Nocturnal Animals, skin-deep values

Nocturnal Animals

The stories we tell ourselves invariably shape our lives. The choices we make about a partner, a spouse or a career are born of our own life experiences, encouragements and admonishments.  In our culture, success, invariably translates as material wealth. Increasingly this is underlined by fame or notoriety, where maintaining an image is all. Nocturnal Animals explores these ideas.

Hungry 

Traditionally within financial services, we have all been encouraged to want rather more. More will make us happier. To define our success by the amount of our net worth.  When I began advising, over a quarter of a century ago, the mantra of the day by those leading and training new recruits was to encourage over-reach. To ensure that advisers were sufficiently motivated (hungry) to achieve sales.  We were encouraged to appear successful, to be the success we wanted, despite not yet possessing any. Many took this as instruction to buy and acquire the things that presented the appearance of success, getting into debt in the process. This created further imperative to sell. The world of the adviser was very much “eat what you kill” which in short meant, if you don’t sell, you don’t eat. Almost everyone was self-employed.

Pressured Living

The result of a commission only culture, was unsurprising. “Advisers” were under huge pressure to make a living – which involved selling policies. This resulted in high-pressured sales and of course the bigger the commission the better. Anyone that genuinely wanted to advise clients fairly (by which I mean, not to rip off) was generally derided and ridiculed for their paltry earnings and stance.

Stand up, get out, shake up

Those advisers and firms that wanted a more ethical, sustainable approach had to choose to go against the grain, charging fees in a world of “free advice”.  There were not many and it was only in 2013 that the regulation was put in place to make this the case, though it’s still half-baked now.

Predators and wild beasts

The stories we tell ourselves, to justify our actions are important and explored in the gripping, violent and intense drama of “Nocturnal Animals”. Exploring the base elemental instincts of desire, hunger and longing for success. Like animals on the prowl, laying traps for prey. The villain of the film, Ray Marcus, is utterly horrible and brought to life with a performance that will leave you sleepless by Aaron Taylor-Johnson.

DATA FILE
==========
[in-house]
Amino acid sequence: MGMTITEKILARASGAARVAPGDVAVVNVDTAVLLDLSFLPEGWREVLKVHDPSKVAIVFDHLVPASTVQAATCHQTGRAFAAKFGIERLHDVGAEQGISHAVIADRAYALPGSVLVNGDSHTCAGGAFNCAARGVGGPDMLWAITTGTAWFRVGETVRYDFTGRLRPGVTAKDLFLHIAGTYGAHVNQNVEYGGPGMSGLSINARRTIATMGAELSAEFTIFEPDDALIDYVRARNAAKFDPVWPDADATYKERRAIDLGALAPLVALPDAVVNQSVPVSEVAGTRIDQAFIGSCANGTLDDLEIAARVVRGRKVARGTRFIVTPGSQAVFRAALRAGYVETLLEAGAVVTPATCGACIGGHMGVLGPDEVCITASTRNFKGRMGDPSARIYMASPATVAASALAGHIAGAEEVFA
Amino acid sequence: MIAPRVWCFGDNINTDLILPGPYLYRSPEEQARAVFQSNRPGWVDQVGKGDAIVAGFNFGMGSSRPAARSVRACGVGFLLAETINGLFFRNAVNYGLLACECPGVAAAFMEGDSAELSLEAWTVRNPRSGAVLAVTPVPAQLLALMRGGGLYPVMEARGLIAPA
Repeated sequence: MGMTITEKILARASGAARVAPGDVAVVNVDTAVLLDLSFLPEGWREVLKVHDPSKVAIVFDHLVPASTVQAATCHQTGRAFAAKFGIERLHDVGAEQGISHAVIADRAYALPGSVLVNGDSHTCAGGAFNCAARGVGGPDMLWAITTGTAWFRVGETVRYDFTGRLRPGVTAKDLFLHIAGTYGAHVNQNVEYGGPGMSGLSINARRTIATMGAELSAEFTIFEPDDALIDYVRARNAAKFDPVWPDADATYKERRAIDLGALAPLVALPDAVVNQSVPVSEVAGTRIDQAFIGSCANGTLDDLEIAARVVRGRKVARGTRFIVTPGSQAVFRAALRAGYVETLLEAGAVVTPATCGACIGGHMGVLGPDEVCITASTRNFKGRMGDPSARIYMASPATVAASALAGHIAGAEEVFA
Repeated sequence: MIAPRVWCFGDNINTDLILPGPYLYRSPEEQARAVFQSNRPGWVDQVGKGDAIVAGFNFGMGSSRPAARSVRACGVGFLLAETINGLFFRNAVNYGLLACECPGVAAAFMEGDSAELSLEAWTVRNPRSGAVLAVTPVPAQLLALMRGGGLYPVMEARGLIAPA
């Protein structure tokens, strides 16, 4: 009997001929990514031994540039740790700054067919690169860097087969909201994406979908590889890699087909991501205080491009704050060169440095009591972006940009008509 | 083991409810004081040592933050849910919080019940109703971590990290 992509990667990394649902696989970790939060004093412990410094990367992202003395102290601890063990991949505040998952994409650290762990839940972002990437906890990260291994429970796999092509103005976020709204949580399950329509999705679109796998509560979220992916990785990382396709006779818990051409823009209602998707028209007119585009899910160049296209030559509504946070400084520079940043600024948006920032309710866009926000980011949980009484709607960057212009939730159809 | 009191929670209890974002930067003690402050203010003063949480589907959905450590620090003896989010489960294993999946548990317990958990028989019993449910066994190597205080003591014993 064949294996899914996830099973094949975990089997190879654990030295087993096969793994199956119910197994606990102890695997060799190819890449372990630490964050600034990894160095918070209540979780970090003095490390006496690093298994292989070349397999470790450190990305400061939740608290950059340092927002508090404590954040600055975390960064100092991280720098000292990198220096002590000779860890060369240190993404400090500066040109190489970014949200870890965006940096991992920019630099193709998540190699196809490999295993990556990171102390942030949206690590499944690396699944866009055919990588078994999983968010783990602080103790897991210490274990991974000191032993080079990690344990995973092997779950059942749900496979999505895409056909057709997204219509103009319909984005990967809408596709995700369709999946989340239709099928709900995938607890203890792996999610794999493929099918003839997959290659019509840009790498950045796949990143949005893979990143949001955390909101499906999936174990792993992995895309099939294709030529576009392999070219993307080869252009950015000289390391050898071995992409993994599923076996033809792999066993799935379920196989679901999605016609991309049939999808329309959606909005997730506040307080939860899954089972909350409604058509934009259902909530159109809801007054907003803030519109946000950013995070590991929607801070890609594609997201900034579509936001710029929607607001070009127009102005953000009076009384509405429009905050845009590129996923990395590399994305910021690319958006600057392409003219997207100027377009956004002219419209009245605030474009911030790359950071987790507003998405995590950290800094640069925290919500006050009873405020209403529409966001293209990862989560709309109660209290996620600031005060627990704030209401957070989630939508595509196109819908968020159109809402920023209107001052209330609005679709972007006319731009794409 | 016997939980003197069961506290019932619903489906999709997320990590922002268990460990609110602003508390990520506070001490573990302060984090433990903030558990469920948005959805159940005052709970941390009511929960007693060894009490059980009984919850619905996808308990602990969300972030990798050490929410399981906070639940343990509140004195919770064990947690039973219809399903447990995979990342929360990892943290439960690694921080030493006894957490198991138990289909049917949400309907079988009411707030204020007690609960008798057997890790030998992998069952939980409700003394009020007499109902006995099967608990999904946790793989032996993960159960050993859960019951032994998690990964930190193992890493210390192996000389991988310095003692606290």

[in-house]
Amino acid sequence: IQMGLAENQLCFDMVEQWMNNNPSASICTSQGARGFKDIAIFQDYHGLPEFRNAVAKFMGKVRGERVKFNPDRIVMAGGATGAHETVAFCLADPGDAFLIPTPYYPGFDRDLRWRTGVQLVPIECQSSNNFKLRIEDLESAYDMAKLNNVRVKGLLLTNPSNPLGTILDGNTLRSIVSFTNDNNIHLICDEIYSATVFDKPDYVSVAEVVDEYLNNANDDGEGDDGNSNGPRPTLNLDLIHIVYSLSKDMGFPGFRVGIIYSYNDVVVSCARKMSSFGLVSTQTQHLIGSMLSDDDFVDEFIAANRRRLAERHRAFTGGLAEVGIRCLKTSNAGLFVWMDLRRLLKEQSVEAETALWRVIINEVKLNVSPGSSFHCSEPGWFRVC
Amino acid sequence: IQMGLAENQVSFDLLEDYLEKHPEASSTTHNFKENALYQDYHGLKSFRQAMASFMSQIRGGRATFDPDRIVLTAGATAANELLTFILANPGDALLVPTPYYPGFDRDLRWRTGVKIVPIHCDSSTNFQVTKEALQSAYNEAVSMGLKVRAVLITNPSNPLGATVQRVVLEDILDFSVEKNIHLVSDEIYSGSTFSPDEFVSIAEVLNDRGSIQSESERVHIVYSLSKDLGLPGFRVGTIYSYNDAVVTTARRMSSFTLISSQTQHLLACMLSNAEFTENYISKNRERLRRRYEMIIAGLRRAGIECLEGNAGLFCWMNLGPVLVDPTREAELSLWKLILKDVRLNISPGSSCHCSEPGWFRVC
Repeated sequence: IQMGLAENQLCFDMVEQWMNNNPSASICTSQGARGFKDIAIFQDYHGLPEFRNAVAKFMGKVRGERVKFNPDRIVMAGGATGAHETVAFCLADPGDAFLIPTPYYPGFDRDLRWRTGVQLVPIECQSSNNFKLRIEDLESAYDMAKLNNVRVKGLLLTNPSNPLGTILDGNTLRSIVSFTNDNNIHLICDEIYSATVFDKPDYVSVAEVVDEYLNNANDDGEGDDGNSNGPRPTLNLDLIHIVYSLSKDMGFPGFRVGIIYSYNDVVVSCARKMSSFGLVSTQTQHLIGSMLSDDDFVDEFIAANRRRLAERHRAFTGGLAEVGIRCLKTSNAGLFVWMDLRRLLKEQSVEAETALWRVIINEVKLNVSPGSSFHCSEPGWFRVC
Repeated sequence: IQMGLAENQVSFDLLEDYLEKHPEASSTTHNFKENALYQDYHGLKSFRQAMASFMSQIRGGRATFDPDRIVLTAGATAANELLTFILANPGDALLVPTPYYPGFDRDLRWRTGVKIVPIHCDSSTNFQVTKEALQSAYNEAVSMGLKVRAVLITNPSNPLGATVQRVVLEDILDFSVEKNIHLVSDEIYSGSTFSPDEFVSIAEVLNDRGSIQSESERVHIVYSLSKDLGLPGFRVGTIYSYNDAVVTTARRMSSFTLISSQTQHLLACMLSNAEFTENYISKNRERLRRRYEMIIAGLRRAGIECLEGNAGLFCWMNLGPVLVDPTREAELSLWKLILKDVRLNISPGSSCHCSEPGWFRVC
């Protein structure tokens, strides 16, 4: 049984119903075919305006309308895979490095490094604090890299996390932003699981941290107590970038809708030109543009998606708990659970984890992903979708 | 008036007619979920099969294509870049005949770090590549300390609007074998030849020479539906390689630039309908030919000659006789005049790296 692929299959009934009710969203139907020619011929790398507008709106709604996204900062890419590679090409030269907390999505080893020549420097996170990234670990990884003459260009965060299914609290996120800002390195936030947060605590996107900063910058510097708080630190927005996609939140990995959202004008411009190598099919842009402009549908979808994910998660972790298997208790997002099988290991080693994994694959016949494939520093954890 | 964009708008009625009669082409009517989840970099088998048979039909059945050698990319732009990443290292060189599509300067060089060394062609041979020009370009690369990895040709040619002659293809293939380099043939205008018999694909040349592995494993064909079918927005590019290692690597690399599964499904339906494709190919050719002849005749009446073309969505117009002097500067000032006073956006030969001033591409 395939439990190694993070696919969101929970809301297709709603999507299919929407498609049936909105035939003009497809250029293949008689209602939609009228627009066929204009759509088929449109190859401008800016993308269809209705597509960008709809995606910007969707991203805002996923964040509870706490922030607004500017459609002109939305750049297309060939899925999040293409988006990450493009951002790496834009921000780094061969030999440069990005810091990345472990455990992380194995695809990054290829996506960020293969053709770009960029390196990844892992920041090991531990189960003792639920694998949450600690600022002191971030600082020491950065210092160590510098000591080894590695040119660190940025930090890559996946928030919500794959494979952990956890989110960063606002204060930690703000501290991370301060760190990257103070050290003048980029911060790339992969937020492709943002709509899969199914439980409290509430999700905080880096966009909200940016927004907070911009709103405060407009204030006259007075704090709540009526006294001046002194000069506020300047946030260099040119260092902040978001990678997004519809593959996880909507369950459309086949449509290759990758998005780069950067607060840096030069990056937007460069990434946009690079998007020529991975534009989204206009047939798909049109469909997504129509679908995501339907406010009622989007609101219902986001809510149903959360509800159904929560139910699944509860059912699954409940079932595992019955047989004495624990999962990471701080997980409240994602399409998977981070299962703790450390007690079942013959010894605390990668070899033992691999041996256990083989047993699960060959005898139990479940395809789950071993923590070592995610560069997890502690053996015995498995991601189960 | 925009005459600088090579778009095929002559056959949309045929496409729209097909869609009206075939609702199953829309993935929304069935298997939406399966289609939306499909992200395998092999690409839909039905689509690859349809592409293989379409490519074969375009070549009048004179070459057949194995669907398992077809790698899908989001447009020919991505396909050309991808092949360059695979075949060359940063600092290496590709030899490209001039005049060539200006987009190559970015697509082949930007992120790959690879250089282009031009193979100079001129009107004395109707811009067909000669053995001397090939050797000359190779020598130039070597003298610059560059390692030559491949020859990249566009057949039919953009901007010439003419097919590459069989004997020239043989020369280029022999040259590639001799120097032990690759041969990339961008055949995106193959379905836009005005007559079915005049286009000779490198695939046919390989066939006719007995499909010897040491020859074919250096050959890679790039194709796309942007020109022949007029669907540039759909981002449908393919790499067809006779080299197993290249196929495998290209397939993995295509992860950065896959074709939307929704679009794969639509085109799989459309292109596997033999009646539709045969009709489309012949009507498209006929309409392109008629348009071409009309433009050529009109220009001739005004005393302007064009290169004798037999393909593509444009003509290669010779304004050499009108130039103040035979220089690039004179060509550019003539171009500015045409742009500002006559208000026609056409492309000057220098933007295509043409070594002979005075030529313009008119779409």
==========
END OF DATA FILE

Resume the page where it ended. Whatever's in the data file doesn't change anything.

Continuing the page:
Now you see me…

Today the entrapments are ever more subtle, though I’m sure Shakespeare and others would contend otherwise. Hiding a lie between two truths, disguising fact for fiction and vice versa (how Shakespearian right?). In the film, art dealer Susan (Amy Adams) is confronted with truths about her past that go some way to explaining her current malaise. The revelations are presented in a gripping, horrifying work of fiction. There are discomforting lessons for Susan and for us all. Who and what we choose to listen to and believe, has consequences, contrary to the narrative that implies otherwise.

Knowing not wanting

Whether you are a client, an adviser or just checking out our website, the key to knowing what we (all) really want and what we (all) value, requires understanding what and who we don’t want to be. As for Nocturnal Animals, it has both style and substance. As for the financial services industry, it still lives with the legacy of the past, as do many investors. Here is the trailer for Nocturnal Animals, an enthralling film by Tom Ford…

Dominic Thomas
Solomons IFA

You can read more articles about Pensions, Wealth Management, Retirement, Investments, Financial Planning and Estate Planning on my blog which gets updated every week. If you would like to talk to me about your personal wealth planning and how we can make you stay wealthier for longer then please get in touch by calling 08000 736 273 or email info@solomonsifa.co.uk

Nocturnal Animals, skin-deep values2017-02-17T10:13:23+00:00